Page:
Many say that the best things in life are free. Walking is one of those “free” things and has many benefits. Walking is the physical journey to good overall health. It’s requires no membership, no special equipment and can be done anywhere and anytime. All you need to do is get up, get out and walk! Here are five ways walking can provide benefits to improving your health now.
- Strengthen Your Heart.
Walking regularly can reduce the risk of heart disease and stroke. According to a recent American Heart Association article, a new study conducted at Lawrence Berkeley National Laboratory, walking at a fast pace, can reduce the risk of high blood pressure, high cholesterol and diabetes as much as running can.
- Walk Away the Pounds.
Walking can help burn calories every day. By working a brisk, walking ritual into your daily routine, it can help you shed extra and unwanted pounds. The American Heart Association reports that walking 30 minutes a day, five days a week, can help prevent weight gain and increase energy and stamina.
- Soak Up That Vitamin D.
Robust exercise lowers heart disease, but it also boosts vitamin D. Vitamin D intake is important for the management of calcium absorption and the maintenance of healthy bones and teeth. Andrea Chomistek, a Harvard School of Public Health researcher, suggests that vitamin D plays a vital role in the relationship between exercise, such as walking, and risk of heart disease. Researchers found that three or more hours a week of walking have higher levels of vitamin D as well as higher levels of HDL (good) cholesterol.
- Get Energized.
Everyone wants more energy. Regular exercise, such as walking, will boost your energy levels. Walking stimulates your heart and oxygenates your blood. The weight loss you achieve by walking will give you more energy. When feeling fatigued and low on energy, a vigorous walk can help you feel more energetic.
- Be Happy.
You deserve to be happy and walking does exactly that. It makes you happy. A brisk walk can set off a number of other processes that contribute directly to happiness and wellbeing, such as encouraging the release of endorphins, adrenaline and muscle tension. Generally speaking, healthy, active people tend to be happier, because gives them a chance to take time out, think and reflect.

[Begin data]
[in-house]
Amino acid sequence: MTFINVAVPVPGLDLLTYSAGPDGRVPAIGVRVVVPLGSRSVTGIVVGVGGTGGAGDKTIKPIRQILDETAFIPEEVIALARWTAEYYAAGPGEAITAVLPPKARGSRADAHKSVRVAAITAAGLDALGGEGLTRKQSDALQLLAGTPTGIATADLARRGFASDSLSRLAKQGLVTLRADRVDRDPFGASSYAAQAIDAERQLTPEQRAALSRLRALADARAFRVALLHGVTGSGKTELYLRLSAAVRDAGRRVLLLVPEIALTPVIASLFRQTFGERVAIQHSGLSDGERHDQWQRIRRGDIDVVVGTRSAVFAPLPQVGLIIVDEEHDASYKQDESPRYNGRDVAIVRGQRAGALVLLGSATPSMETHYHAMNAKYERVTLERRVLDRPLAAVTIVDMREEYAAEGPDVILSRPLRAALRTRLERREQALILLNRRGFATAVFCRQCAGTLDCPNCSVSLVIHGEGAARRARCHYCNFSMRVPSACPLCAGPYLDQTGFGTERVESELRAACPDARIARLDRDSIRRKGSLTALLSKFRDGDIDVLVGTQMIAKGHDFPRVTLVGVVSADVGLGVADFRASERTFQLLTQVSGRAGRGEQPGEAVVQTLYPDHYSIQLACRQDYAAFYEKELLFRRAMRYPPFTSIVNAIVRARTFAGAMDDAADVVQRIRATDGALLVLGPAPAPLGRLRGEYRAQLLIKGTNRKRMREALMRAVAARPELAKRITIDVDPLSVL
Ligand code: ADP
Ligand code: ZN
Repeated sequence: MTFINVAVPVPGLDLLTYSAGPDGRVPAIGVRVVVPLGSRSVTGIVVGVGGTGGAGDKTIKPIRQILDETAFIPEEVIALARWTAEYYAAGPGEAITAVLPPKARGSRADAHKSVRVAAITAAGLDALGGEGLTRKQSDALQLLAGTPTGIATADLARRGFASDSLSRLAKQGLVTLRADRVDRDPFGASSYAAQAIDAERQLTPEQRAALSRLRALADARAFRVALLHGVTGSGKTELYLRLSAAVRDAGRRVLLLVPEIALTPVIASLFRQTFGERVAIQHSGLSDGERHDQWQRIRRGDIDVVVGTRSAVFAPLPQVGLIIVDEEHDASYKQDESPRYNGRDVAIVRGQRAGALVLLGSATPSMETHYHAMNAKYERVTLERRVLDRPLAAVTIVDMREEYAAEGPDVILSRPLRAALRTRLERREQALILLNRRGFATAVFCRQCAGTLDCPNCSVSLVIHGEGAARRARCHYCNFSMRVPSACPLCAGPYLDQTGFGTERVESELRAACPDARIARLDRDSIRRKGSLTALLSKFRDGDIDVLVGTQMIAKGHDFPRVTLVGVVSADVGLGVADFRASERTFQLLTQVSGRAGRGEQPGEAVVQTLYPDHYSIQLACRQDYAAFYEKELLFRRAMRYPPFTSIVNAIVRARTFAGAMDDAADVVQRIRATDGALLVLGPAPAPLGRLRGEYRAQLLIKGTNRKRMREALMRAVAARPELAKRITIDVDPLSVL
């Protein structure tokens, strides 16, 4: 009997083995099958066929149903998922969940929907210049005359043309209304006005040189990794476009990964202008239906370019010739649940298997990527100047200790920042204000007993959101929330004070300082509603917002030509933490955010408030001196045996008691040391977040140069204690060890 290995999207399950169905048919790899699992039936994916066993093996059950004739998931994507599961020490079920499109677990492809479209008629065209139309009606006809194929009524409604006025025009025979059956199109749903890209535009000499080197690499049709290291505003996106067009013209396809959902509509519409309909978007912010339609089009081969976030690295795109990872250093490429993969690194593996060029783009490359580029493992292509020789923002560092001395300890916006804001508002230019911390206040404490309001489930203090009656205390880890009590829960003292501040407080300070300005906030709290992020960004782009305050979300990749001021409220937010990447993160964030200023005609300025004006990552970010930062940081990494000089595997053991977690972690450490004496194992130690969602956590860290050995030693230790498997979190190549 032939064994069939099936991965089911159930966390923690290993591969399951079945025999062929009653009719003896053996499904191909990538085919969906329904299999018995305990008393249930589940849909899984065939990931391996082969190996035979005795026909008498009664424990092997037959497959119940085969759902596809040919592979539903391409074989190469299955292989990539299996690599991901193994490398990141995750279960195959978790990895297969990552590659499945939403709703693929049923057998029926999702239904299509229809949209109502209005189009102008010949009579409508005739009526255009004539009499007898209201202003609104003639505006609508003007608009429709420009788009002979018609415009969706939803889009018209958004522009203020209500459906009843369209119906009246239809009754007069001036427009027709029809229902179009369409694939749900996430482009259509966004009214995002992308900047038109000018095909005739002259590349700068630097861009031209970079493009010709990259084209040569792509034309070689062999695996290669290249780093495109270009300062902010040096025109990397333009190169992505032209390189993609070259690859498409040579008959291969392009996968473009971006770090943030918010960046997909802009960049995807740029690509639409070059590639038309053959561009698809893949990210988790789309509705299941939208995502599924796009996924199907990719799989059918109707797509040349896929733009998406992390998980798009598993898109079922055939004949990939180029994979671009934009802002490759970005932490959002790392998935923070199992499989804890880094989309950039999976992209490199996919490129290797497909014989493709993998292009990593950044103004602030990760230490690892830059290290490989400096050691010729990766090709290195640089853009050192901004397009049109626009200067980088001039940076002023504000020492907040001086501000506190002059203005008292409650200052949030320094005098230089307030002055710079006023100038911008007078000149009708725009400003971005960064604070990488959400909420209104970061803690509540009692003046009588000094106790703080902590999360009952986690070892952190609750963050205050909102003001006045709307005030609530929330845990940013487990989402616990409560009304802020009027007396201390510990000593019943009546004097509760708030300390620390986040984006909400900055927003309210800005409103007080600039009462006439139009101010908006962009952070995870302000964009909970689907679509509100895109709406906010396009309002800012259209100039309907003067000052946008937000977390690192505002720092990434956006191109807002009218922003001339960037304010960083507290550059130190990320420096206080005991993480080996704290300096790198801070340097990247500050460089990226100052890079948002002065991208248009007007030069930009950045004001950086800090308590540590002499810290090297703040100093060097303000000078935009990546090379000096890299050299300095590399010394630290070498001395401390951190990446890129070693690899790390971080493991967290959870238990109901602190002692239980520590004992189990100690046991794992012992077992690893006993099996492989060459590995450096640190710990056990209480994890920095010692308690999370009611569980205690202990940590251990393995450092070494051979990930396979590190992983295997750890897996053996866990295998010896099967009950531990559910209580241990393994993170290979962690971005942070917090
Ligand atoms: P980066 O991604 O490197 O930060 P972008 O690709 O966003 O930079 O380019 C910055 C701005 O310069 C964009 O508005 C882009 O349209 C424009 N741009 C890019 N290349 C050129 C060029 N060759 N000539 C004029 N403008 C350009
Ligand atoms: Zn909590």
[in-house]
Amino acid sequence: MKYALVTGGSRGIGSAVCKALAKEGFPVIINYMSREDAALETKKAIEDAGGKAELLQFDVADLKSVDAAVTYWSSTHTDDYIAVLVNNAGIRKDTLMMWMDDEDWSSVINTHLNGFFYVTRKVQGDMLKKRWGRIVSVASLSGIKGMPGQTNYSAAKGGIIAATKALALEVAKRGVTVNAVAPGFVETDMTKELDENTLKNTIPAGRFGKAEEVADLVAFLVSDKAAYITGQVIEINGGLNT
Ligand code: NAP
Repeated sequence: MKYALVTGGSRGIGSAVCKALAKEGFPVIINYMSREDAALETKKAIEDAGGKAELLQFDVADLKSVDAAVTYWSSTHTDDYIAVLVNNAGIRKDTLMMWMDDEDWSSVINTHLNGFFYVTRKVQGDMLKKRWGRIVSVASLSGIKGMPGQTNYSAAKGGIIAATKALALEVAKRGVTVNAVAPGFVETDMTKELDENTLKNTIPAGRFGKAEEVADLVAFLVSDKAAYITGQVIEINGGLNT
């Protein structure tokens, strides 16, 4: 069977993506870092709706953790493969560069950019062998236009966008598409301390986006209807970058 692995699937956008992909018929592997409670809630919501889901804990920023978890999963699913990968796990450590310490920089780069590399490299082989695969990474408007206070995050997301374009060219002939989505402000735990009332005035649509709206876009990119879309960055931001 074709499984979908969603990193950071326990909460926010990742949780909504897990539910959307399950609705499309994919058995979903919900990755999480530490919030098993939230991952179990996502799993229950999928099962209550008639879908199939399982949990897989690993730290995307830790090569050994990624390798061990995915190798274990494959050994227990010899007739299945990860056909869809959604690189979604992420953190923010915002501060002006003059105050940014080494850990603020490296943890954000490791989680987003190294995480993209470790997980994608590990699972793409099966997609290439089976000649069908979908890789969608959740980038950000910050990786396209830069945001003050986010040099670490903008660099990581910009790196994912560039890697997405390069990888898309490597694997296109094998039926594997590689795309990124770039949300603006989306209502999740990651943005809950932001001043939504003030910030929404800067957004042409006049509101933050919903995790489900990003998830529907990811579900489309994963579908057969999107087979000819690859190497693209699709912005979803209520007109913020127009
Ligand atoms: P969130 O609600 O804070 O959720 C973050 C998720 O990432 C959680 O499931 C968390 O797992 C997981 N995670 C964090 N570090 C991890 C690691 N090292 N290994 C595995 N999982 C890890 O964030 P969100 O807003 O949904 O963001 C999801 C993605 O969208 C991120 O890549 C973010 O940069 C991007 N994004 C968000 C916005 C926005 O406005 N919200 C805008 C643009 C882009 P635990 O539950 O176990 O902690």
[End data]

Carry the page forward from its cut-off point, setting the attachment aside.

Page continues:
- A new McKinsey & Co. analysis of regulatory filings for 18 states and the District of Columbia found that 75% of the offerings on their exchanges in 2017 will likely be health-maintenance organizations or a similar plan design known as an exclusive provider organization, or EPO. wsj.com
- In February 2013, the Congressional Budget Office predicted that 24 million people would buy health coverage through the federally and state-operated online exchanges by this year. Just 11.1 million people were signed up as of late March. washingtonpost.com
- “Health care is creating a ‘retirement cost gap’ for many pre-retirees,” says Lee Belniak, vice president in Fidelity Workplace Investing. “Although many assume their savings will cover all of their expenses in retirement, health care costs are often higher than anticipated. Many people assume Medicare will cover everything, but it doesn’t. The average 65+ retiree today should expect to pay around $50001 a year on health care premiums and out-of-pocket expenses, and should carefully weigh all options.” forbes.com
- Growth in health-care spending has slowed since the recession and the passage of the Affordable Care Act. It was down to 5.5% annual growth in 2015, from an average of nearly 8% in the two decades preceding the recession, according to the Centers for Medicare and Medicaid Services. blogs.wsj.com
- Insurance coverage also does little to drive down a patient’s out-of-pocket costs when compared to the general adult population…figures that show high-need adults spend nearly $1,700 out of pocket vs. the $702 the average adult spends. Those with multiple health conditions but no lifestyle limitations spend about $1,150. fortune.com